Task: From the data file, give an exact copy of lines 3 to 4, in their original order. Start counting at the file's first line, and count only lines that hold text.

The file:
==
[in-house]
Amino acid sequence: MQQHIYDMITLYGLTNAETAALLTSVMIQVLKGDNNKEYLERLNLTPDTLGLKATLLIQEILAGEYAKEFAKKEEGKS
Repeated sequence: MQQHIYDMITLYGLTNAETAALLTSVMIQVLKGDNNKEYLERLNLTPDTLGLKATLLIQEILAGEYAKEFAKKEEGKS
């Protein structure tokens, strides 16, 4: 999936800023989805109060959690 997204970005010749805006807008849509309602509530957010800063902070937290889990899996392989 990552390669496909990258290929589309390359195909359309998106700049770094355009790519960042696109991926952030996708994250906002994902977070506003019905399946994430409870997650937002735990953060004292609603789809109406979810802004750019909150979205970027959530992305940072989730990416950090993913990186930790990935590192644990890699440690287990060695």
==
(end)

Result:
Repeated sequence: MQQHIYDMITLYGLTNAETAALLTSVMIQVLKGDNNKEYLERLNLTPDTLGLKATLLIQEILAGEYAKEFAKKEEGKS
């Protein structure tokens, strides 16, 4: 999936800023989805109060959690 997204970005010749805006807008849509309602509530957010800063902070937290889990899996392989 990552390669496909990258290929589309390359195909359309998106700049770094355009790519960042696109991926952030996708994250906002994902977070506003019905399946994430409870997650937002735990953060004292609603789809109406979810802004750019909150979205970027959530992305940072989730990416950090993913990186930790990935590192644990890699440690287990060695």